The monsters of September | Sports | The USA Print

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The lights dimmed, the line formed at the cloakroom, and you walked on sticky feet toward the exit with the music still riveted to that part of the brain that won’t let go if it knows it’ll get a little more serotonin in return. It happened to us for years. And then we headed for Avenida del Paralelo or Avenida del Carrilet, where that French nightclub was. Sometimes we ate something and looked for a place to continue the party as if the sun, fatigue or the three missed calls from your parents were not enough to understand that the end had come. Sometimes, we would hold out until the afternoon game. And when someone had tickets, we crossed Barcelona to see him on the field with dark circles that reached the locker room. At that time it was no longer worth going to bed without knowing the result. Because let’s say it clearly, some of us have serious difficulties to say enough. Although certain months insist on forcing us.

September is a cruel hinge where what Antonio Gramsci warned at the beginning of the 20th century is suffered. “The old world is dying, the new one is slow to be born. And in that chiaroscuro the monsters appear”. The aberrant creatures, in this case, are us facing the first brown spots at work, the disappointments that the tan hides for a month, and the disastrous results of a striker who looked like Maradona in preseason. September is the end of almost everything, but it hasn’t just been the beginning of anything either. And it’s almost always time to say goodbye. And that may be the most difficult. Unless, of course, you are Casemiro, capable of leaving knowing that nothing will be more important than your five Champions. Or Judge Pedraz, with that strange gift to say goodbye in the WhatsApp chat. What I would like is to settle this issue. This relationship has been broken, that each of us continue our lives, our path and, well, I return to my routine, taking my dog ​​to the hairdresser and doing my sport.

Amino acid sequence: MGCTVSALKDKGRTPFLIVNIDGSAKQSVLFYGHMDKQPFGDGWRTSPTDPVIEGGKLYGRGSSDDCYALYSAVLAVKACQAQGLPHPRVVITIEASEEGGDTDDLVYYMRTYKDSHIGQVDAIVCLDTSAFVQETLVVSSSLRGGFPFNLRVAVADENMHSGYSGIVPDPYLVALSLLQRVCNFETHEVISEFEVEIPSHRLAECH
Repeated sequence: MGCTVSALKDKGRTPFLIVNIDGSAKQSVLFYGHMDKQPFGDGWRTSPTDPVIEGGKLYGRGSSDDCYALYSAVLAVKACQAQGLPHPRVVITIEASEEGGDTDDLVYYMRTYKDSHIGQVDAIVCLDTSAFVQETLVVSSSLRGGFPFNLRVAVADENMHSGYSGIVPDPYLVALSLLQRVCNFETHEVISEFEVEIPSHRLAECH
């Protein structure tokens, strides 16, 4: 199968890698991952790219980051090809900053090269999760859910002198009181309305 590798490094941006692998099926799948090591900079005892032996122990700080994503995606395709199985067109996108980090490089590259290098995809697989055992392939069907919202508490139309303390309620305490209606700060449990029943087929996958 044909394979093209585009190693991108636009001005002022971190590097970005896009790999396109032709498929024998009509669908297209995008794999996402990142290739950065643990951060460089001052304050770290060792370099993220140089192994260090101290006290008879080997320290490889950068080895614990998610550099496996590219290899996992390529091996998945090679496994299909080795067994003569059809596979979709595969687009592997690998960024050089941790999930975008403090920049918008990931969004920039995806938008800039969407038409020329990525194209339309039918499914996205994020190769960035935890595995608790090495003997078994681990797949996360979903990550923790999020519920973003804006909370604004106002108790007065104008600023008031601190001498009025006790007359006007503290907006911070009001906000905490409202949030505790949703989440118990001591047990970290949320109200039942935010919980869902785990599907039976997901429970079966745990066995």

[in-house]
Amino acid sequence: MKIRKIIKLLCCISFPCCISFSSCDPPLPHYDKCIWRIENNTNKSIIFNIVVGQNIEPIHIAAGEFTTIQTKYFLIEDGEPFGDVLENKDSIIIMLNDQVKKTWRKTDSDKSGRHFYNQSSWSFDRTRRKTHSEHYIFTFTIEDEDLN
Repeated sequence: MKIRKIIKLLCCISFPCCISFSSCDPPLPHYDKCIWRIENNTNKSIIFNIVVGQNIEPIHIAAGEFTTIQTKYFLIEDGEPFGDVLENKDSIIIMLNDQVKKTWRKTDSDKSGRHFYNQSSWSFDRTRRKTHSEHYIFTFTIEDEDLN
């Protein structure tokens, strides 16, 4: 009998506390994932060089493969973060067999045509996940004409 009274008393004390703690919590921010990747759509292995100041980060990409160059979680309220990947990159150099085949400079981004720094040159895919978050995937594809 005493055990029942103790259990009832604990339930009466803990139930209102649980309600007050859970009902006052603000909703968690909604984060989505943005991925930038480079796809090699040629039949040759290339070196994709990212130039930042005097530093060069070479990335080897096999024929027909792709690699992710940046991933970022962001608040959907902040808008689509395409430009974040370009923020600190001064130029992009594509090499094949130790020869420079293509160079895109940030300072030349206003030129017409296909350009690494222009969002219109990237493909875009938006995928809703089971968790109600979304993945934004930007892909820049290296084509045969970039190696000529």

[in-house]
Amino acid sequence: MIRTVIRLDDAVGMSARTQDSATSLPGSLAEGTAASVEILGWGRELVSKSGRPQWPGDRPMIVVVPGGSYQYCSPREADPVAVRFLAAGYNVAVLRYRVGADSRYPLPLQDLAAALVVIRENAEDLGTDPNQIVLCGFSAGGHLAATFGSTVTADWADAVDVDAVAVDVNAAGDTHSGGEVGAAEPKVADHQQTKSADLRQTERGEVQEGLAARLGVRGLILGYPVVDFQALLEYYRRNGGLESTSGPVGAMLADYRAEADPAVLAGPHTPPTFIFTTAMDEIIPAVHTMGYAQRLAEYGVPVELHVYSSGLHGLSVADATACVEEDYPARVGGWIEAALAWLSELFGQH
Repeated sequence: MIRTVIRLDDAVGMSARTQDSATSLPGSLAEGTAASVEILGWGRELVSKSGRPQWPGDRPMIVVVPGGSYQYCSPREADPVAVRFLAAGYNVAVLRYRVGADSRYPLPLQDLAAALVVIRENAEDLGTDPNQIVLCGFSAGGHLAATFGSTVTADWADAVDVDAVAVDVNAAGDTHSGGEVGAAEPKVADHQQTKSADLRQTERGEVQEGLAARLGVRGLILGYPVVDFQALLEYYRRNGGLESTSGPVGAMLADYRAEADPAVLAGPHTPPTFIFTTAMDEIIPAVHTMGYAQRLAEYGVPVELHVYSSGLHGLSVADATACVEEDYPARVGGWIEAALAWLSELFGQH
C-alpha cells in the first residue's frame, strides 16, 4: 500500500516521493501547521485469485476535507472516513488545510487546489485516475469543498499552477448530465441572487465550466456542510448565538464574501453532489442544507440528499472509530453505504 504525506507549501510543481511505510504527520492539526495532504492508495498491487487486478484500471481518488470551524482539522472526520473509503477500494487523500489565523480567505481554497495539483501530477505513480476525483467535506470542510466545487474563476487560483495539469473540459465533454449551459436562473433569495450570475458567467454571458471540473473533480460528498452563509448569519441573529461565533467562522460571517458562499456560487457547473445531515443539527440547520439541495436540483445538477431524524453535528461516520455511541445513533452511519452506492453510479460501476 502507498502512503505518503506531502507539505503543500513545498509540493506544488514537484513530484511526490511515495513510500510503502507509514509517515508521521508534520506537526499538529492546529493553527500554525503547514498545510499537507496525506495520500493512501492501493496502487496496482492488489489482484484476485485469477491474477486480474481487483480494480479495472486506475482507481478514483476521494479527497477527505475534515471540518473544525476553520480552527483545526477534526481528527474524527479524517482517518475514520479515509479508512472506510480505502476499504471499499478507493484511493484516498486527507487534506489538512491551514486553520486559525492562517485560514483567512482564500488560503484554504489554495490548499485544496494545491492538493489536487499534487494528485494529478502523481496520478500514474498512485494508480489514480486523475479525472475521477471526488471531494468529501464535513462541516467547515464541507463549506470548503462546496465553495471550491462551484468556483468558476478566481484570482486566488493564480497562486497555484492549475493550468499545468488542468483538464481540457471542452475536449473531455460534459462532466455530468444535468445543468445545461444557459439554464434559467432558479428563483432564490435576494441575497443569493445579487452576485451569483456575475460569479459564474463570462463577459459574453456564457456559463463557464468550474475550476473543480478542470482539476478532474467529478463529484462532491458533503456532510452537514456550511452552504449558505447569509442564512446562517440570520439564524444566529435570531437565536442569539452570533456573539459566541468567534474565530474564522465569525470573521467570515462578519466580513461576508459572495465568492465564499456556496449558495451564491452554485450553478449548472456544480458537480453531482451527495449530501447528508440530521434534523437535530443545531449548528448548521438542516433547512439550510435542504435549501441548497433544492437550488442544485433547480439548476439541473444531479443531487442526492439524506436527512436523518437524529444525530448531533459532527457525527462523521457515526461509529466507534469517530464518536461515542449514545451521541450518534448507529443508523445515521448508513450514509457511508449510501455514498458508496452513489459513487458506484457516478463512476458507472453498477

The phrase is disarming. And on top of that it works like a Swiss army knife. Messi could have saved a year of tips at Barça if he had used that formula in the burofax that he sent to Bartomeu. And probably also some sterile agony, tears and some humiliation on the pitch. But it is difficult to detect when things end and not be swept away by the pathos that extends them beyond their nature. It is always useful that there is someone on the other side of the mirror who reminds us of them, as Florentino Pérez – Judge Pedraz of soccer presidents – did with Raúl, Casillas or Sergio Ramos. Perhaps that is why history is full of athletes who have not been able to say goodbye. It happened to Totti himself in Rome, who ended up sucking the bench, sowing discord in Trigoria’s offices and remembering his entire life as a meme the day Real Madrid wanted to sign him. The legend of the Capitano is another, but last Saturday he returned to the memory of the final of him seeing the faces of Piqué and Jordi Alba on the bench.

The music, as far as we were concerned, was still playing somewhere in the brain when we returned home after exhausting the last hours of Sunday and our strength in the stands of the stadium. From September the monsters arrived, and that sensation was already mixed with the noise of the goals, the smell of cheap sausage sandwiches and beer cans. And we always laughed at the fans who got up earlier to avoid the queues. They were the same ones who ran to the cloakroom before the music stopped. For one thing or another, we always liked to leave last.

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